We live in an ecosystem of hyper-information. In an extraordinarily short period of time we have moved from scarcity to ubiquity. The result has been unprecedented information access. It has also become not just overwhelming but debilitating.
Too. Much. Information.
Or, to be more accurate: Too. Little. Synthesis.
The challenge of literacy isn’t our ability to crank out more stuff, it’s our inability to process it, to interpret it, and to make any use of it. In the early days of the Internet (circa 1998), which now seem quaint in terms of information availability, the metaphor was “drinking from a fire hose.”
Lyman and Varian, in How Much Information? 2003, determined that 5 exabytes of new information was stored in 2002. They answer the question How big is five exabytes? with:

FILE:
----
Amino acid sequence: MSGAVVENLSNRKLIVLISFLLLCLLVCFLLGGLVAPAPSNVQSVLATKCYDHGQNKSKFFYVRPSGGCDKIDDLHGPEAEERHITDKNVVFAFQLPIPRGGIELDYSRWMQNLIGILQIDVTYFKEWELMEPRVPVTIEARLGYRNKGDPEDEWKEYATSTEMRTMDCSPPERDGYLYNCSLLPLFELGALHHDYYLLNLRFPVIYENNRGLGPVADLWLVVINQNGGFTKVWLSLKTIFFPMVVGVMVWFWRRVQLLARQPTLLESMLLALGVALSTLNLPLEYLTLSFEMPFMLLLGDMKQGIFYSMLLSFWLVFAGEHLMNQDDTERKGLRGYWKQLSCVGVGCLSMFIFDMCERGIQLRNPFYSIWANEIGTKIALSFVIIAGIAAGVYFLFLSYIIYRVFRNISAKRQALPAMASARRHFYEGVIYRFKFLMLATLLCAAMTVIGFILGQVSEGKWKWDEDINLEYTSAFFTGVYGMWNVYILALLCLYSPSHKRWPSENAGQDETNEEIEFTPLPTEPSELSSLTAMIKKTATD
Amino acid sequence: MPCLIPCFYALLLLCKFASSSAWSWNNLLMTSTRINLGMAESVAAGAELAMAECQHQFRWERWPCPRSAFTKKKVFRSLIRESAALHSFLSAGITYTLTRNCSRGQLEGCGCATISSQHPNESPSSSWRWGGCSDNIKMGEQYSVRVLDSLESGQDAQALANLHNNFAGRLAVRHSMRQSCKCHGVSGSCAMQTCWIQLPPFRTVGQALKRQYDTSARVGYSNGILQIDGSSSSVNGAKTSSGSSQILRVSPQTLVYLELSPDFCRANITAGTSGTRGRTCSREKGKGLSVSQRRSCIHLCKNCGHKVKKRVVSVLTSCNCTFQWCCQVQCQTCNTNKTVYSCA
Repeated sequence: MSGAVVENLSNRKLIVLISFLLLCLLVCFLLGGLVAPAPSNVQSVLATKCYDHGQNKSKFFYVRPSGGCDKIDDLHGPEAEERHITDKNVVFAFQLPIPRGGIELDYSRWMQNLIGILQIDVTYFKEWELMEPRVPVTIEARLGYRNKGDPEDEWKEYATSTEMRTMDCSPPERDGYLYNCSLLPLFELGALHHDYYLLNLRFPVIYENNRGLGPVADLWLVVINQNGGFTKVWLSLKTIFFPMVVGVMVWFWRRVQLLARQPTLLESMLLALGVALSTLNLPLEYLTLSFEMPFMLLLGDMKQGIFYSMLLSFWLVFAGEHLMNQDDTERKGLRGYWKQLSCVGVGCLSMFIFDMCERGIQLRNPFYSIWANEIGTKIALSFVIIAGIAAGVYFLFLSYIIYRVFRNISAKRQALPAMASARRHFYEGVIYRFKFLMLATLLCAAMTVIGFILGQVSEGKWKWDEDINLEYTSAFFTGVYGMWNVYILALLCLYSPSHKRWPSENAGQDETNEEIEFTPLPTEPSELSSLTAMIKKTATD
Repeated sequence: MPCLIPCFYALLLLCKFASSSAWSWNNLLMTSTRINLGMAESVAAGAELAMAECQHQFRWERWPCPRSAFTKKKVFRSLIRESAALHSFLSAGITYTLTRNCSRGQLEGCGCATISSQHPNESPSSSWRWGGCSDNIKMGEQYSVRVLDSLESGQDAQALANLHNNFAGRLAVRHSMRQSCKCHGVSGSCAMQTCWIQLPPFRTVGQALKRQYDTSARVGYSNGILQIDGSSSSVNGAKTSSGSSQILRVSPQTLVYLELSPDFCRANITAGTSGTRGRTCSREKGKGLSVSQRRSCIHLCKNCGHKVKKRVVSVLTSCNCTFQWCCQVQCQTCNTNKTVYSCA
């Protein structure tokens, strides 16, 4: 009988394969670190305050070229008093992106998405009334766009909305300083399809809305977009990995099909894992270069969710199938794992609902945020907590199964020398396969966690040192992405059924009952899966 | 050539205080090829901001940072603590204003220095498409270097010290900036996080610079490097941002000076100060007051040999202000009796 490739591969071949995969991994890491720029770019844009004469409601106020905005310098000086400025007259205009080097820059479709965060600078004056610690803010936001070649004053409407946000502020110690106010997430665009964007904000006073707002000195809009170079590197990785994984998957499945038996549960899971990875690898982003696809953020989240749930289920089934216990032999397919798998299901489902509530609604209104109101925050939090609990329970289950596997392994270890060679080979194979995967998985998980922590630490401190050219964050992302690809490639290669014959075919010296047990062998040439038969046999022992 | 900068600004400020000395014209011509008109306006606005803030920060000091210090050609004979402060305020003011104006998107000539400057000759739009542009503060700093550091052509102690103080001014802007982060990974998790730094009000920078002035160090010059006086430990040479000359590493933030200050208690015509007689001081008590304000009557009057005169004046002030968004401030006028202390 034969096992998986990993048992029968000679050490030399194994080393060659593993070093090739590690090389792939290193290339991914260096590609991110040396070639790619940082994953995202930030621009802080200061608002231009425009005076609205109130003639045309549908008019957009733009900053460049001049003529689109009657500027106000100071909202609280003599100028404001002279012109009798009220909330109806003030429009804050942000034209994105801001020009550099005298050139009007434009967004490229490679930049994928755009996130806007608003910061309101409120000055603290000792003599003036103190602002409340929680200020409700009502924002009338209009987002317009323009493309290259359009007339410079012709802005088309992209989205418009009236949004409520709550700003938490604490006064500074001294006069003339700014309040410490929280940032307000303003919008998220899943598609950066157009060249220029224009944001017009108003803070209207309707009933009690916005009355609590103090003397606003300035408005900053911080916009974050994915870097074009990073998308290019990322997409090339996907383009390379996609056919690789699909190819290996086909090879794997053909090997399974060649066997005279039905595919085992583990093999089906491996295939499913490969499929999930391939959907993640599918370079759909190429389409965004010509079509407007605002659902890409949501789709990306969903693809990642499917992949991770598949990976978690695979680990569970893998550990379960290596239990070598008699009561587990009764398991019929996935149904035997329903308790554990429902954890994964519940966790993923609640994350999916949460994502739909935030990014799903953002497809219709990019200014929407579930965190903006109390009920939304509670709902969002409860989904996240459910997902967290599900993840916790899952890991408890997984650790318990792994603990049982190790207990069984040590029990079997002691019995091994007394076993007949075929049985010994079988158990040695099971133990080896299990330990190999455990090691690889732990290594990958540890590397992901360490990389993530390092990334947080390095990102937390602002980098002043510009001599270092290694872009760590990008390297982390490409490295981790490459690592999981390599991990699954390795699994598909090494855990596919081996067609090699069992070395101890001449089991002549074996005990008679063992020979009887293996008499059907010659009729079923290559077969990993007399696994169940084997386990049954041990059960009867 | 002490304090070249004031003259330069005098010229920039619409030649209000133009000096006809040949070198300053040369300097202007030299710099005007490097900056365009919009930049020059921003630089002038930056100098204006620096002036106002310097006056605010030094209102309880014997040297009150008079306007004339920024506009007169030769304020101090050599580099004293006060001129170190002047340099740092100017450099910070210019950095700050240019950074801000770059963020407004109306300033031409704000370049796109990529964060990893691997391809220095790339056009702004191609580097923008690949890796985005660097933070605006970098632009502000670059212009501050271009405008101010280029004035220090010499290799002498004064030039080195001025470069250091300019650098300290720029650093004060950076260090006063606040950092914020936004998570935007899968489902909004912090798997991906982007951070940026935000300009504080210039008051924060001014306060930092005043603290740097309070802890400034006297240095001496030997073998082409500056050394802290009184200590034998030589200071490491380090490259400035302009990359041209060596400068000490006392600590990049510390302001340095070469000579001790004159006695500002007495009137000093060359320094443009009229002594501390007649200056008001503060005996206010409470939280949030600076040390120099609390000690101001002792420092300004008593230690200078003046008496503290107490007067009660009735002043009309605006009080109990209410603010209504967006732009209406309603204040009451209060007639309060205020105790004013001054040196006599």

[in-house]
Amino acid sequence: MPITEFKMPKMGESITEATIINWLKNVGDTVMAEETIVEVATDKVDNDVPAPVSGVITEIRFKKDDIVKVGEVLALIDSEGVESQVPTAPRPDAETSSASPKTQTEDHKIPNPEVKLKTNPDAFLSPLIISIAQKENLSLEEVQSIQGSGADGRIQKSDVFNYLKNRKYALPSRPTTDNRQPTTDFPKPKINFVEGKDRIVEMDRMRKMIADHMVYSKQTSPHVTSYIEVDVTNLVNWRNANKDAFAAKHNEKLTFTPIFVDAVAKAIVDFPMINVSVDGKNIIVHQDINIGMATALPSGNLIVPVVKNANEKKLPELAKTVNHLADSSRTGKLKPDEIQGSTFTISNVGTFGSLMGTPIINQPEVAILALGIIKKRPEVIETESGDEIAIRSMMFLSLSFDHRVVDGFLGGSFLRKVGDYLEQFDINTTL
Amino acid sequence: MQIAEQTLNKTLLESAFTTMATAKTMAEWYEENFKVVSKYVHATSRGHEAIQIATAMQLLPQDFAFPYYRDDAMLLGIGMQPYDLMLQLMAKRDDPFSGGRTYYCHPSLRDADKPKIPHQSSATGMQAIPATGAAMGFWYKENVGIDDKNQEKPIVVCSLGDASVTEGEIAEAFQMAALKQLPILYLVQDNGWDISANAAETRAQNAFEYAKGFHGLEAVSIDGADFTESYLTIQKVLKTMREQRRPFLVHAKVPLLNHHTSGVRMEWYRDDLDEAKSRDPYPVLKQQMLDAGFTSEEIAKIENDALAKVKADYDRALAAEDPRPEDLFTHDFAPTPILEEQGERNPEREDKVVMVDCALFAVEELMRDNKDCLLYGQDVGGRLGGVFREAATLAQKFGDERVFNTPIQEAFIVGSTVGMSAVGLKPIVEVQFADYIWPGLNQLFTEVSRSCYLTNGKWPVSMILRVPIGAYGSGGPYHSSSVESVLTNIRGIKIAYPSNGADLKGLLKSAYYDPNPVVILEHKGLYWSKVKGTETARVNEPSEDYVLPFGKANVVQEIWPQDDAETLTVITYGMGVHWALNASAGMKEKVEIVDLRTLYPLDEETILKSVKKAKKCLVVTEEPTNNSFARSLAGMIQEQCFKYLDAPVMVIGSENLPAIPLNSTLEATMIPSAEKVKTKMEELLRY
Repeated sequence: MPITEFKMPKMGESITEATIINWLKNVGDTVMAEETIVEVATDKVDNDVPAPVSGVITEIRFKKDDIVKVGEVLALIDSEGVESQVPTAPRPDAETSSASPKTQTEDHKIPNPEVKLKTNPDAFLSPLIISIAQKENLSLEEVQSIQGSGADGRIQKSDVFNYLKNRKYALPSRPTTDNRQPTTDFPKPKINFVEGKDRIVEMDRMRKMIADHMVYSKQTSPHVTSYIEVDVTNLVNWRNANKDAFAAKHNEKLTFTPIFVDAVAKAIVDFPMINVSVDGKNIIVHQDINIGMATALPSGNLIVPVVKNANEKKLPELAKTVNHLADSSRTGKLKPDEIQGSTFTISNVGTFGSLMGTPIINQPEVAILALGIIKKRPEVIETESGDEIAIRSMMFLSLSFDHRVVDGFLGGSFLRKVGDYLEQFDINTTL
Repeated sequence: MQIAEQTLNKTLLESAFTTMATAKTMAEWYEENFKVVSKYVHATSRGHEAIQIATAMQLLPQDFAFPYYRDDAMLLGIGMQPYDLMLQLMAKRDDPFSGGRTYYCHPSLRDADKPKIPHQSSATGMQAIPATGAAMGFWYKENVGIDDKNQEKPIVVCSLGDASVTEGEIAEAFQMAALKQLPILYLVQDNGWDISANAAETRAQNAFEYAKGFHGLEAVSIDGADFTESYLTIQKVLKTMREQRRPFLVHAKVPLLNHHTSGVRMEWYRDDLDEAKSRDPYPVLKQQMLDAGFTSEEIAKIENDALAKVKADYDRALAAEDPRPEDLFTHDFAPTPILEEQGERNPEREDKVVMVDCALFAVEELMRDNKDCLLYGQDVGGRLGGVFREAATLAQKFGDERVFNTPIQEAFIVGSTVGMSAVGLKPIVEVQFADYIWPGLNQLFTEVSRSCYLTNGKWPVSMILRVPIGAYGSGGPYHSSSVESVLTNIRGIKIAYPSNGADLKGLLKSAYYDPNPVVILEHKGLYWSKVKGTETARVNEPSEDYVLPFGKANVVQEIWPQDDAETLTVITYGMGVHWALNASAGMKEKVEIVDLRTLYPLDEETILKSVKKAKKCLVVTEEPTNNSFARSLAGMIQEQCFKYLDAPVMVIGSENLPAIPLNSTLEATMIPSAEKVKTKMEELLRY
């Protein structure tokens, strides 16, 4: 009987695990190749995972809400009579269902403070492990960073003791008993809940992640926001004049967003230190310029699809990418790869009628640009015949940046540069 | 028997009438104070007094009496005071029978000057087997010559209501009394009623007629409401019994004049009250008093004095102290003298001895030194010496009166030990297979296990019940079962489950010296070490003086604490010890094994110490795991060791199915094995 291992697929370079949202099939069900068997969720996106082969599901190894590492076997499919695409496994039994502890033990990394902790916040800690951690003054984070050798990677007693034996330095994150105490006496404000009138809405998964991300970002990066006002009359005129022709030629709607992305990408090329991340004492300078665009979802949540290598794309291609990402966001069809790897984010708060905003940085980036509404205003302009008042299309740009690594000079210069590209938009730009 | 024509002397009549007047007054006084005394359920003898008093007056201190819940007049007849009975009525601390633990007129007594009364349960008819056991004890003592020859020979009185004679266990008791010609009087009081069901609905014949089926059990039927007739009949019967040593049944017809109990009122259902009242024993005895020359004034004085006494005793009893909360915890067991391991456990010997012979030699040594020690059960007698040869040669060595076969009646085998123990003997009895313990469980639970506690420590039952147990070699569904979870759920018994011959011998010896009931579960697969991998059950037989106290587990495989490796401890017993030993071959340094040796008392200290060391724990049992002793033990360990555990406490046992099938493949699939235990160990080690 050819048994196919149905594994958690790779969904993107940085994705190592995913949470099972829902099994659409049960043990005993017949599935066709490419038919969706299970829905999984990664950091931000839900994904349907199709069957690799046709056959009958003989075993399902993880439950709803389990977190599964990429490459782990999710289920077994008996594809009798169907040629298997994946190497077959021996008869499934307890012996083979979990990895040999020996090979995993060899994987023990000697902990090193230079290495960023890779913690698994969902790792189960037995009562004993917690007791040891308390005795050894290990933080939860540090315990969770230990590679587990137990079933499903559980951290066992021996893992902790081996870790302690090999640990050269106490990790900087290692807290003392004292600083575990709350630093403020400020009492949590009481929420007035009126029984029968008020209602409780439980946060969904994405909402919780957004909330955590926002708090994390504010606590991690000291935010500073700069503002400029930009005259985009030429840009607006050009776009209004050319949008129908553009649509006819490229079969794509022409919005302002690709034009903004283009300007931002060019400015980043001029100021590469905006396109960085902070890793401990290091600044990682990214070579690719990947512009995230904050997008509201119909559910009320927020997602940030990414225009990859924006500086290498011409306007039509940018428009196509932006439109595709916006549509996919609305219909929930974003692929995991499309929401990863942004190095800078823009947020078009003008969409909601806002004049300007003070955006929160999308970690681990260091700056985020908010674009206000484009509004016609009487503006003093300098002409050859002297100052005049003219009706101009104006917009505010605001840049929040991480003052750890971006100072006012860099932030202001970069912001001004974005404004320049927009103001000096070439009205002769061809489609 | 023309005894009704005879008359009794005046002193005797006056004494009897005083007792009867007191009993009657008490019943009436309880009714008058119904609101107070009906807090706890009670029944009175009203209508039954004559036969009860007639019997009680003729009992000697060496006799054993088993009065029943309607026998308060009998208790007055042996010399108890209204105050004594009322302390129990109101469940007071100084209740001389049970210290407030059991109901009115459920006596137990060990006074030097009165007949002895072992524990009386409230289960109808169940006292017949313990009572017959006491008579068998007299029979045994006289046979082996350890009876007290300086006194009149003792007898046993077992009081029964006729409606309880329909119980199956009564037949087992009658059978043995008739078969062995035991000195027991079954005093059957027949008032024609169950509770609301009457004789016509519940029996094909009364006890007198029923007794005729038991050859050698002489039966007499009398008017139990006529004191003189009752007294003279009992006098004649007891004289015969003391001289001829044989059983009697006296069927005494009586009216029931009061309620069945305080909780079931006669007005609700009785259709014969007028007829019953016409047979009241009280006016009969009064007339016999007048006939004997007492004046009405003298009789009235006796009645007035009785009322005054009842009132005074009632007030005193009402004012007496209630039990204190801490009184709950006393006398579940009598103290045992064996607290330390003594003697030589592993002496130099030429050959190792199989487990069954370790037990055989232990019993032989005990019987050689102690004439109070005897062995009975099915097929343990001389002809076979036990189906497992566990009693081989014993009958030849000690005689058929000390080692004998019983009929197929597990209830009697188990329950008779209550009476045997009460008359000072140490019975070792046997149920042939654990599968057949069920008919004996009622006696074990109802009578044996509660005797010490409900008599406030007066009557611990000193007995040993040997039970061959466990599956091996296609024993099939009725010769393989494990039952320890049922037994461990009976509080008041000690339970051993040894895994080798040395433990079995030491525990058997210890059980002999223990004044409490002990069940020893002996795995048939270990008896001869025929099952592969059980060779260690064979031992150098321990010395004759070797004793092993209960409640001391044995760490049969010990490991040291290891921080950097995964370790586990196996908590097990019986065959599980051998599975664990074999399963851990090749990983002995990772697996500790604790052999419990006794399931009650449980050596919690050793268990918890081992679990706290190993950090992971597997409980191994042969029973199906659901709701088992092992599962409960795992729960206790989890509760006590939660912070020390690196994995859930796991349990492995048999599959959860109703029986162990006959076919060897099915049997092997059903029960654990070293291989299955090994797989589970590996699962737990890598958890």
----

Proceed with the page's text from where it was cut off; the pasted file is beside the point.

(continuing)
“If digitized with full formatting, the seventeen million books in the Library of Congress contain about 136 terabytes of information; five exabytes of information is equivalent in size to the information contained in 37,000 new libraries the size of the Library of Congress book collections.”
However, they also calculated the flow of information (e.g. telephone, radio, TV, Internet). Here the new information flowed in 2002 amounted to 18 exabytes. According to Pingdom, the Internet monitoring company, there were 500 million websites in 2011. Of these ~350 million were added within the last 12 months. Eric Schmidt, former CEO of Google, has said that we create as much information in two days as we did from the dawn of civilization up until 2003. International Data Corporation estimates that the world’s total information will increase to 2.7 zettabytes in 2012. A zettabyte is a billion terabytes.